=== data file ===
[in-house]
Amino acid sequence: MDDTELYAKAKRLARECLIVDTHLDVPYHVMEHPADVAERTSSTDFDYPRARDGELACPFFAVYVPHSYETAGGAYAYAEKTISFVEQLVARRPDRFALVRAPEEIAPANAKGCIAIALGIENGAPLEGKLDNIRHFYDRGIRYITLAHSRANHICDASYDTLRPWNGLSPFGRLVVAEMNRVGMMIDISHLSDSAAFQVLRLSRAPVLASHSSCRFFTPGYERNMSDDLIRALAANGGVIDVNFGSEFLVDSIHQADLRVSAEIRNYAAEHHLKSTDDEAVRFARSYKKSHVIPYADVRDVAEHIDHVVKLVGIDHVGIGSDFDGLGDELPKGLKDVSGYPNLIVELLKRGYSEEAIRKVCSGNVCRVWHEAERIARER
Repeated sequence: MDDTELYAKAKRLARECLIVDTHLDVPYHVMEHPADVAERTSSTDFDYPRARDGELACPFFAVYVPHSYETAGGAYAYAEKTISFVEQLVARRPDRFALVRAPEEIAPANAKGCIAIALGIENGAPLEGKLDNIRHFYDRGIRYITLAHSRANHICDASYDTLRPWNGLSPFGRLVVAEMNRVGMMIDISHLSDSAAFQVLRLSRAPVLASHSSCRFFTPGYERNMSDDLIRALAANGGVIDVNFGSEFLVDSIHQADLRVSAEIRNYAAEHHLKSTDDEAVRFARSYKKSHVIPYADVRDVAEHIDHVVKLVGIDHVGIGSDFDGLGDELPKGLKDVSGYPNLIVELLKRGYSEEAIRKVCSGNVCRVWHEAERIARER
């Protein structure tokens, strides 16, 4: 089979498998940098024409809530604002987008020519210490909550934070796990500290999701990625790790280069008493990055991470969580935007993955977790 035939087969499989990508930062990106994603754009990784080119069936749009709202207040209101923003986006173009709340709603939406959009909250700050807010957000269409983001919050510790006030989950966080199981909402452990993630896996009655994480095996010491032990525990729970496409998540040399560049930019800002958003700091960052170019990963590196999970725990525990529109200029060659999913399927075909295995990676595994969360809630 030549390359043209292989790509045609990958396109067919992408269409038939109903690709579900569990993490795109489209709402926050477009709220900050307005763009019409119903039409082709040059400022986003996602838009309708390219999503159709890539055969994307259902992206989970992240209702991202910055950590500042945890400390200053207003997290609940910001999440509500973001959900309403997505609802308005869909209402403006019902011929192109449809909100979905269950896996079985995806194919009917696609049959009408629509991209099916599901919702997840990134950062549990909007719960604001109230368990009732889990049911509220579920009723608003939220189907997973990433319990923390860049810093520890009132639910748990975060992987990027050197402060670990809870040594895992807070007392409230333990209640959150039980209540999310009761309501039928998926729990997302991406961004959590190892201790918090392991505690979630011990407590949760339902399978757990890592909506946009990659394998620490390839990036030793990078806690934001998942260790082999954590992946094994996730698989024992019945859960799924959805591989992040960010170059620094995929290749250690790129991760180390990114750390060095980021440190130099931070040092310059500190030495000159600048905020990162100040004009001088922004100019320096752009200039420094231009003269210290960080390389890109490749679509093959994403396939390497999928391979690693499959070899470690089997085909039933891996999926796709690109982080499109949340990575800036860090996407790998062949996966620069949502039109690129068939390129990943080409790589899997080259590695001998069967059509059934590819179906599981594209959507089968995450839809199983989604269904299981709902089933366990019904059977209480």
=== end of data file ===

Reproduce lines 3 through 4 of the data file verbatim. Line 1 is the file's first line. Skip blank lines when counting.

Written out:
Repeated sequence: MDDTELYAKAKRLARECLIVDTHLDVPYHVMEHPADVAERTSSTDFDYPRARDGELACPFFAVYVPHSYETAGGAYAYAEKTISFVEQLVARRPDRFALVRAPEEIAPANAKGCIAIALGIENGAPLEGKLDNIRHFYDRGIRYITLAHSRANHICDASYDTLRPWNGLSPFGRLVVAEMNRVGMMIDISHLSDSAAFQVLRLSRAPVLASHSSCRFFTPGYERNMSDDLIRALAANGGVIDVNFGSEFLVDSIHQADLRVSAEIRNYAAEHHLKSTDDEAVRFARSYKKSHVIPYADVRDVAEHIDHVVKLVGIDHVGIGSDFDGLGDELPKGLKDVSGYPNLIVELLKRGYSEEAIRKVCSGNVCRVWHEAERIARER
């Protein structure tokens, strides 16, 4: 089979498998940098024409809530604002987008020519210490909550934070796990500290999701990625790790280069008493990055991470969580935007993955977790 035939087969499989990508930062990106994603754009990784080119069936749009709202207040209101923003986006173009709340709603939406959009909250700050807010957000269409983001919050510790006030989950966080199981909402452990993630896996009655994480095996010491032990525990729970496409998540040399560049930019800002958003700091960052170019990963590196999970725990525990529109200029060659999913399927075909295995990676595994969360809630 030549390359043209292989790509045609990958396109067919992408269409038939109903690709579900569990993490795109489209709402926050477009709220900050307005763009019409119903039409082709040059400022986003996602838009309708390219999503159709890539055969994307259902992206989970992240209702991202910055950590500042945890400390200053207003997290609940910001999440509500973001959900309403997505609802308005869909209402403006019902011929192109449809909100979905269950896996079985995806194919009917696609049959009408629509991209099916599901919702997840990134950062549990909007719960604001109230368990009732889990049911509220579920009723608003939220189907997973990433319990923390860049810093520890009132639910748990975060992987990027050197402060670990809870040594895992807070007392409230333990209640959150039980209540999310009761309501039928998926729990997302991406961004959590190892201790918090392991505690979630011990407590949760339902399978757990890592909506946009990659394998620490390839990036030793990078806690934001998942260790082999954590992946094994996730698989024992019945859960799924959805591989992040960010170059620094995929290749250690790129991760180390990114750390060095980021440190130099931070040092310059500190030495000159600048905020990162100040004009001088922004100019320096752009200039420094231009003269210290960080390389890109490749679509093959994403396939390497999928391979690693499959070899470690089997085909039933891996999926796709690109982080499109949340990575800036860090996407790998062949996966620069949502039109690129068939390129990943080409790589899997080259590695001998069967059509059934590819179906599981594209959507089968995450839809199983989604269904299981709902089933366990019904059977209480």